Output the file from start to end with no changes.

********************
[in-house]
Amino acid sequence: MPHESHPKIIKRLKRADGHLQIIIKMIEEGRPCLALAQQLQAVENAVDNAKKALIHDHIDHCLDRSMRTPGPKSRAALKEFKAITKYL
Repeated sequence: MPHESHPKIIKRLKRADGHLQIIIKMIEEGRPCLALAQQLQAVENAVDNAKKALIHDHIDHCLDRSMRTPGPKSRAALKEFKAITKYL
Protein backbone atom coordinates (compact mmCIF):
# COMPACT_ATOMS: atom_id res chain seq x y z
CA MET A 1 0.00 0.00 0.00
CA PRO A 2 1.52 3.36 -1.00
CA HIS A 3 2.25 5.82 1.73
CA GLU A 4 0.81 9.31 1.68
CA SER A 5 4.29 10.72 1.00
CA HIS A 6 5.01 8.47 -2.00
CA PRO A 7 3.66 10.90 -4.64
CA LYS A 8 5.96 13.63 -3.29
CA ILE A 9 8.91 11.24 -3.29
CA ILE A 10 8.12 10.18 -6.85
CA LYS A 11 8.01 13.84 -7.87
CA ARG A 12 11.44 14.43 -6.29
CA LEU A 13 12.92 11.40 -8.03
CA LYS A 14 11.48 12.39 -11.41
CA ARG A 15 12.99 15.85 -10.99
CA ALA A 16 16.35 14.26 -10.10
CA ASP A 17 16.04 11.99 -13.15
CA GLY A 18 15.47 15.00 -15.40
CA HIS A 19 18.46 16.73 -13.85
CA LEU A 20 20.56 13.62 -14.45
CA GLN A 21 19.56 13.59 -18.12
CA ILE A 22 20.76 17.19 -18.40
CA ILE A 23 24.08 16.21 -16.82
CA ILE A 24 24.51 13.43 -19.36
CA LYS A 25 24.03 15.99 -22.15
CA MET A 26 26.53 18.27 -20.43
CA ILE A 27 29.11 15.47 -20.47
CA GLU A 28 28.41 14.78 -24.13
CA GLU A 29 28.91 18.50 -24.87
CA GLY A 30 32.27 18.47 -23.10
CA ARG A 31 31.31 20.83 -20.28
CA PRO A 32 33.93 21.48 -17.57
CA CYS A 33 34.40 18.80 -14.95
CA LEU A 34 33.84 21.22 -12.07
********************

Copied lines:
[in-house]
Amino acid sequence: MPHESHPKIIKRLKRADGHLQIIIKMIEEGRPCLALAQQLQAVENAVDNAKKALIHDHIDHCLDRSMRTPGPKSRAALKEFKAITKYL
Repeated sequence: MPHESHPKIIKRLKRADGHLQIIIKMIEEGRPCLALAQQLQAVENAVDNAKKALIHDHIDHCLDRSMRTPGPKSRAALKEFKAITKYL
Protein backbone atom coordinates (compact mmCIF):
# COMPACT_ATOMS: atom_id res chain seq x y z
CA MET A 1 0.00 0.00 0.00
CA PRO A 2 1.52 3.36 -1.00
CA HIS A 3 2.25 5.82 1.73
CA GLU A 4 0.81 9.31 1.68
CA SER A 5 4.29 10.72 1.00
CA HIS A 6 5.01 8.47 -2.00
CA PRO A 7 3.66 10.90 -4.64
CA LYS A 8 5.96 13.63 -3.29
CA ILE A 9 8.91 11.24 -3.29
CA ILE A 10 8.12 10.18 -6.85
CA LYS A 11 8.01 13.84 -7.87
CA ARG A 12 11.44 14.43 -6.29
CA LEU A 13 12.92 11.40 -8.03
CA LYS A 14 11.48 12.39 -11.41
CA ARG A 15 12.99 15.85 -10.99
CA ALA A 16 16.35 14.26 -10.10
CA ASP A 17 16.04 11.99 -13.15
CA GLY A 18 15.47 15.00 -15.40
CA HIS A 19 18.46 16.73 -13.85
CA LEU A 20 20.56 13.62 -14.45
CA GLN A 21 19.56 13.59 -18.12
CA ILE A 22 20.76 17.19 -18.40
CA ILE A 23 24.08 16.21 -16.82
CA ILE A 24 24.51 13.43 -19.36
CA LYS A 25 24.03 15.99 -22.15
CA MET A 26 26.53 18.27 -20.43
CA ILE A 27 29.11 15.47 -20.47
CA GLU A 28 28.41 14.78 -24.13
CA GLU A 29 28.91 18.50 -24.87
CA GLY A 30 32.27 18.47 -23.10
CA ARG A 31 31.31 20.83 -20.28
CA PRO A 32 33.93 21.48 -17.57
CA CYS A 33 34.40 18.80 -14.95
CA LEU A 34 33.84 21.22 -12.07